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Open Access Research article

Costs of the 'Hartslag Limburg' community heart health intervention

Emma T Ronckers1*, Wim Groot1, Mieke Steenbakkers2, Erik Ruland2 and Andre Ament1

Author Affiliations

1 Department of Health Organisation, Policy and Economics, Maastricht University, Maastricht, The Netherlands

2 Department of Public Health, Regional Public Health Institute Maastricht, Maastricht, The Netherlands

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BMC Public Health 2006, 6:51  doi:10.1186/1471-2458-6-51

Published: 2 March 2006

Abstract

Background

Little is known about the costs of community programmes to prevent cardiovascular diseases. The present study calculated the economic costs of all interventions within a Dutch community programme called Hartslag Limburg, in such a way as to facilitate generalisation to other countries. It also calculated the difference between the economic costs and the costs incurred by the coordinating institution.

Methods

Hartslag Limburg was a large-scale community programme that consisted of many interventions to prevent cardiovascular diseases. The target population consisted of all inhabitants of the region (n = 180.000). Special attention was paid to reach persons with a low socio-economic status.

Costs were calculated using the guidelines for economic evaluation in health care. An overview of the material and staffing input involved was drawn up for every single intervention, and volume components were attached to each intervention component. These data were gathered during to the implementation of the intervention. Finally, the input was valued, using Dutch price levels for 2004.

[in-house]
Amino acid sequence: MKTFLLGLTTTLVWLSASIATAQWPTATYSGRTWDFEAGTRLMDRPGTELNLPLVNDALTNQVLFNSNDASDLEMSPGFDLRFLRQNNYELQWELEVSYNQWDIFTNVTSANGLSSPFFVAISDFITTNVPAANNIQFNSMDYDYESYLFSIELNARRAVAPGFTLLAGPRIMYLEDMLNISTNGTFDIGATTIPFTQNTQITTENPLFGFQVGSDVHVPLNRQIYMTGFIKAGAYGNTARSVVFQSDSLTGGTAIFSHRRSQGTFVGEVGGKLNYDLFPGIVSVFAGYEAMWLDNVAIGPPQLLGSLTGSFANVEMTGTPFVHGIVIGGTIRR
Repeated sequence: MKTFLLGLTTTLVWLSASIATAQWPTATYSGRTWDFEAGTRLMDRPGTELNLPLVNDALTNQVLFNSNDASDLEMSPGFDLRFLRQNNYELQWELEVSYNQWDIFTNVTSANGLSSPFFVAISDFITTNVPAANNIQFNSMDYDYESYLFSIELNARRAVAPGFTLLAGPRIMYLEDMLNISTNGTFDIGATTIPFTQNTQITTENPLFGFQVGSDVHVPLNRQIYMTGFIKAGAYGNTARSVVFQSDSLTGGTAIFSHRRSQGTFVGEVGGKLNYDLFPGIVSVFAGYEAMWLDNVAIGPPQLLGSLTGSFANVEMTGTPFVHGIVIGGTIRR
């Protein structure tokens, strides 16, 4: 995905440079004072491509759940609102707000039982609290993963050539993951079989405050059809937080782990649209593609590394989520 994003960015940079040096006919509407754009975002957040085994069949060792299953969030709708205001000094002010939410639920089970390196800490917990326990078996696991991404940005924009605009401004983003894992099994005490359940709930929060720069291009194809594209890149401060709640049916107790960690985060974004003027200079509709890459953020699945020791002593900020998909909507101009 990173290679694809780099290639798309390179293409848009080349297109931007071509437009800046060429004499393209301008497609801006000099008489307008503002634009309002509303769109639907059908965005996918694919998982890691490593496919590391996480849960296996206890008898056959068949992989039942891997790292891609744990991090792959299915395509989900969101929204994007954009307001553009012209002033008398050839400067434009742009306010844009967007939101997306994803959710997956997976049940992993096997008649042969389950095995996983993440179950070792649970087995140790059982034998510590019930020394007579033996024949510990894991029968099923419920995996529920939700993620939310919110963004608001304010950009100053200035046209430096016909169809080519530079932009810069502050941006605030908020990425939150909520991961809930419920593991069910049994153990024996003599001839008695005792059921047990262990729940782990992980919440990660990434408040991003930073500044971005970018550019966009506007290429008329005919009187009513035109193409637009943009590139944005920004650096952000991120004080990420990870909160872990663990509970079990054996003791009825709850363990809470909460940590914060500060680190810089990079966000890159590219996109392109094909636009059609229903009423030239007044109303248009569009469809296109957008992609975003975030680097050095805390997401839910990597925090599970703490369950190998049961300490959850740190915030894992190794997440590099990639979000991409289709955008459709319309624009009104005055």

Results

The economic costs of the interventions that were implemented within the five-year community programme (n = 180,000) were calculated to be about €900,000. €555,000 was spent on interventions to change people's exercise patterns, €250,000 on improving nutrition, €50,000 on smoking cessation, and €45,000 on lifestyle in general. The coordinating agency contributed about 10% to the costs of the interventions. Other institutions that were part of the programme's network and external subsidy providers contributed the other 90% of the costs.

Conclusion

The current study calculated the costs of a community programme in a detailed and systematic way, allowing the costs to be easily adapted to other countries and regions. The study further showed that the difference between economic costs and the costs incurred by the coordinating agency can be very large. Cost sharing was facilitated by the unique approach used in the Hartslag Limburg programme.